IGF 2022 WS #236 To Regulate or not to Regulate?

Thursday, 1st December, 2022 (06:30 UTC) - Thursday, 1st December, 2022 (08:00 UTC)

Organizer 1: Government, Western European and Others Group (WEOG)
Organizer 2: Government, Western European and Others Group (WEOG)

Speaker 1: Jonathan Stever, Civil Society, African Group
Speaker 2: Helani Galpaya, Civil Society, Asia-Pacific Group
Speaker 3: Anne Doose, Intergovernmental Organization, Intergovernmental Organization

Additional Speakers

Jon Stever- Innovation for Policy Foundation (i4policy)

Pascal König, GIZ


Debate - Classroom - 90 Min

Policy Question(s)

  • What is the right level of regulation of technology and data to ensure human rights and fundamental freedoms, while leaving space for innovation and economic competitiveness?
  • What role can agile, human-centred and innovative regulatory approaches involving national governments, regional actors, civil society, academia and the private play in tackling regulatory uncertainty?
  • What role do international harmonization processes play to develop and shape national technology and digital policy regulations?

Connection with previous Messages:

20511 (intgovforum.org)

  • Suggested underlying principles to guide policy approaches towards strengthened market competition and consumer protection include: (a) transparency; (b) global taxonomy of service providers; (c) emphasis on rights application; (d) proportionality; (e) acknowledging the complexity of platforms, content and behaviours and jurisdictions; (f) harmonization - ensuring that the Internet remains a global, unified platform that enables the exercise of human rights.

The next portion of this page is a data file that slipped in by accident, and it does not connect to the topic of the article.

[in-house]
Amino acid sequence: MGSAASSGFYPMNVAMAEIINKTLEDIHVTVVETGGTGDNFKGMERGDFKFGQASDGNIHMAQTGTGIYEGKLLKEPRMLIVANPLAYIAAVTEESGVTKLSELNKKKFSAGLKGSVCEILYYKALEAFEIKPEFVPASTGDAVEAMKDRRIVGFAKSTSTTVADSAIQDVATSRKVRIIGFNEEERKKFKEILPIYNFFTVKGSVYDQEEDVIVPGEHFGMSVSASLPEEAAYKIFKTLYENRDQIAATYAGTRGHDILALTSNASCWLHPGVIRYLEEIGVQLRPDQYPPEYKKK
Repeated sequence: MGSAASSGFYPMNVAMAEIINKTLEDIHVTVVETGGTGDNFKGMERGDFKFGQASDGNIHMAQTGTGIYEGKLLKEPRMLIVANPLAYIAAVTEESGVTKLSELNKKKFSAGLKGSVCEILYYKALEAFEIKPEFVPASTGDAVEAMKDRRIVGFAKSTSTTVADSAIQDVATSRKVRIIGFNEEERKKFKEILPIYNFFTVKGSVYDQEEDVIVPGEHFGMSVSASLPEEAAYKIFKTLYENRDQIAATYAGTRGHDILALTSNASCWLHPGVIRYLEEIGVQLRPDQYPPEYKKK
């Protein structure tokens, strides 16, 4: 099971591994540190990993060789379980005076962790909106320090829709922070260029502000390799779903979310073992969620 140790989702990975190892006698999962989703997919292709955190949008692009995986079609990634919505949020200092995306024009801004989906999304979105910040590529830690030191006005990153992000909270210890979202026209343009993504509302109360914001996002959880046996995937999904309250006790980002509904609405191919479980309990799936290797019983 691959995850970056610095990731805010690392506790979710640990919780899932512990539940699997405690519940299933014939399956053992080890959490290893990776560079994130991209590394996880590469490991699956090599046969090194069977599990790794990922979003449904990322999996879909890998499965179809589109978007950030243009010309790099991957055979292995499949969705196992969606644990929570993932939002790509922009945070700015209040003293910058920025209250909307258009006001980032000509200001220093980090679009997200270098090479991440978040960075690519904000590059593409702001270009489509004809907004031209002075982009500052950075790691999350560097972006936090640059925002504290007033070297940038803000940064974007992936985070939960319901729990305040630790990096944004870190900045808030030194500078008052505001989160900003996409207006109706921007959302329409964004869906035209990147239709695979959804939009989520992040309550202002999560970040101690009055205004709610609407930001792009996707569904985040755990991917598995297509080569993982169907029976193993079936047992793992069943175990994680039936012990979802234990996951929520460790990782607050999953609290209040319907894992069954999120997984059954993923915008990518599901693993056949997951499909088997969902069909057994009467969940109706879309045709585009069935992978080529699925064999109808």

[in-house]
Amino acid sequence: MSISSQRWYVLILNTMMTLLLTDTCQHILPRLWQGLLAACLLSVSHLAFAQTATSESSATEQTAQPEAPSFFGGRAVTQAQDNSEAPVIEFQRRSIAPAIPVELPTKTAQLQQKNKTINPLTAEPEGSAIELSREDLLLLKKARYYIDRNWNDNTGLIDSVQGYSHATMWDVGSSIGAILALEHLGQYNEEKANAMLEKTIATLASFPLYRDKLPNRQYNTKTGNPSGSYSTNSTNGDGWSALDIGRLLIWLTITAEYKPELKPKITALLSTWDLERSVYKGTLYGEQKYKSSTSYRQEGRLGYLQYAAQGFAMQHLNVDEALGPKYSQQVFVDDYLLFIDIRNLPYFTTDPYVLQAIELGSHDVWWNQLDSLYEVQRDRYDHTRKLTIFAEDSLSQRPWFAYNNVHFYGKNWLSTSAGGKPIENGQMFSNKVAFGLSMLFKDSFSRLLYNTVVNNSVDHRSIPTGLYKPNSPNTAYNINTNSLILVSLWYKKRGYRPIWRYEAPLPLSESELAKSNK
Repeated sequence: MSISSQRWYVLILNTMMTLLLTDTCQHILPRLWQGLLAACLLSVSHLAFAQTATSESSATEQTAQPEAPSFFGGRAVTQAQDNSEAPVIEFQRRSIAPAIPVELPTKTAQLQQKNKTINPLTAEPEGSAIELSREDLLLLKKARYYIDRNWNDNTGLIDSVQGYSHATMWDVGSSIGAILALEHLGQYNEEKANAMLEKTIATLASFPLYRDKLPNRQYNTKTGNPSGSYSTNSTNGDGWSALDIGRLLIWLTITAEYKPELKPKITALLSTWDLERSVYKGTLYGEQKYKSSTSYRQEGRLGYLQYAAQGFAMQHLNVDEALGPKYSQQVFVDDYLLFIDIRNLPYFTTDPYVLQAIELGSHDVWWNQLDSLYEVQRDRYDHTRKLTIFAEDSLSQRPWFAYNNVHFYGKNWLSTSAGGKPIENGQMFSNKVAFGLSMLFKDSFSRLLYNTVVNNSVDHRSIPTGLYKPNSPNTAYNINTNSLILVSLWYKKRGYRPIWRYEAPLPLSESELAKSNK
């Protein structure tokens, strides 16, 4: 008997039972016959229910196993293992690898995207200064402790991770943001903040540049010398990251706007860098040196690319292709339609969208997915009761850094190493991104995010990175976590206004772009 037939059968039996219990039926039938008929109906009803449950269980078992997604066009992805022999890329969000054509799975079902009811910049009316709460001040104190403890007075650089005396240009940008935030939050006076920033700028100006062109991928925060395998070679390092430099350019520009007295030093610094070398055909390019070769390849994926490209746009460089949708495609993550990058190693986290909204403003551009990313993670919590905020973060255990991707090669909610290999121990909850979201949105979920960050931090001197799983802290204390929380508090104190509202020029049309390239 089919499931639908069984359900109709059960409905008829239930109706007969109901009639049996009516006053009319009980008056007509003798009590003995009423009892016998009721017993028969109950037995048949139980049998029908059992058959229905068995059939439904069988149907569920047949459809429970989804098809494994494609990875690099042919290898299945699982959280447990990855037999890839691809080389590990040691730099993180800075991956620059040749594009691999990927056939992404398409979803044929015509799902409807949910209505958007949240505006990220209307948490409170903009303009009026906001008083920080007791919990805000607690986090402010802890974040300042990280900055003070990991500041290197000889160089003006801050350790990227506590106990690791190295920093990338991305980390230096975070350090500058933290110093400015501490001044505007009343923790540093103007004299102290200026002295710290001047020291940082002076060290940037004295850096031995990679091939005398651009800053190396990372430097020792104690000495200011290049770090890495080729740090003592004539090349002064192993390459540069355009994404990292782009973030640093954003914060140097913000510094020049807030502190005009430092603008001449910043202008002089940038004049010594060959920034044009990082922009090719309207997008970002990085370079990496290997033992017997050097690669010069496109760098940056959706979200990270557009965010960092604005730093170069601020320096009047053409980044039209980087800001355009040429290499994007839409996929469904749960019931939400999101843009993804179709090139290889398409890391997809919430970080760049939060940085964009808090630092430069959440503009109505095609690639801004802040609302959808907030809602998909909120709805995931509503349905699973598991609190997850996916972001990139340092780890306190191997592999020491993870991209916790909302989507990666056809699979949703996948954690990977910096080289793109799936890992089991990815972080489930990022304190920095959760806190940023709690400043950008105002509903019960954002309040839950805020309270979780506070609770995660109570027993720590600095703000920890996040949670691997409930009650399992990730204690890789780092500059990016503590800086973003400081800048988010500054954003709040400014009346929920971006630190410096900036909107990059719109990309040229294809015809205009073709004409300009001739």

• Stakeholders have a joint responsibility in ensuring that digital transformation processes are diverse, inclusive, democratic and sustainable. Commitment and strong leadership from public institutions need to be complemented with accountability and responsibility on the part of private actors.
  • Agile regulatory frameworks – at the national, regional and, where possible, global levels – need to be put in place to outline rules, responsibilities and boundaries for how public and private actors behave in the digital space.
  • More awareness should be raised about the interplay between big platforms, competition, and consumer rights, among both consumers and global, regional or national antitrust regulators. Antitrust regulation could incorporate the concept of public interest, addressing the issue of market power and concerns about fundamental rights such as the right to freedom of speech. Tailored approaches like pro-ethical design in regulation should also be considered.
  • Policies implemented by Internet platforms to deal with harmful online content need to be transparent, acknowledge the limits of automated content moderation, and ensure a proper balance with the right to freedom of expression.
  • There is an urgent need to understand why policy solutions already known and proven to be effective are not being more widely implemented.
  • There is a necessity to strengthen the multistakeholder approach, in order to be truly inclusive and to develop effective policies that respond to the needs of citizens, build trust and meet the demands of the rapidly changing global digital environment. The most powerful stakeholders - governments and private companies - are responsible for ensuring that civil society actors are able to meaningfully contribute to these processes.

Women and girls are disproportionately victimised online and find it difficult to obtain support. Governments need to harmonise legislation to protect victims of nonconsensual intimate image abuse, and ensure easy access to redress. Network and platform policies need to accommodate a spectrum of global cultures.


5. Gender Equality
8. Decent Work and Economic Growth
9. Industry, Innovation and Infrastructure
10. Reduced Inequalities
16. Peace, Justice and Strong Institutions
17. Partnerships for the Goals

Targets: The session with its cross-cutting focus on inclusive, human-rights based and citizen centred digital regulation has a particular relevance for SDGs 5, 8, 9, 16 and 17.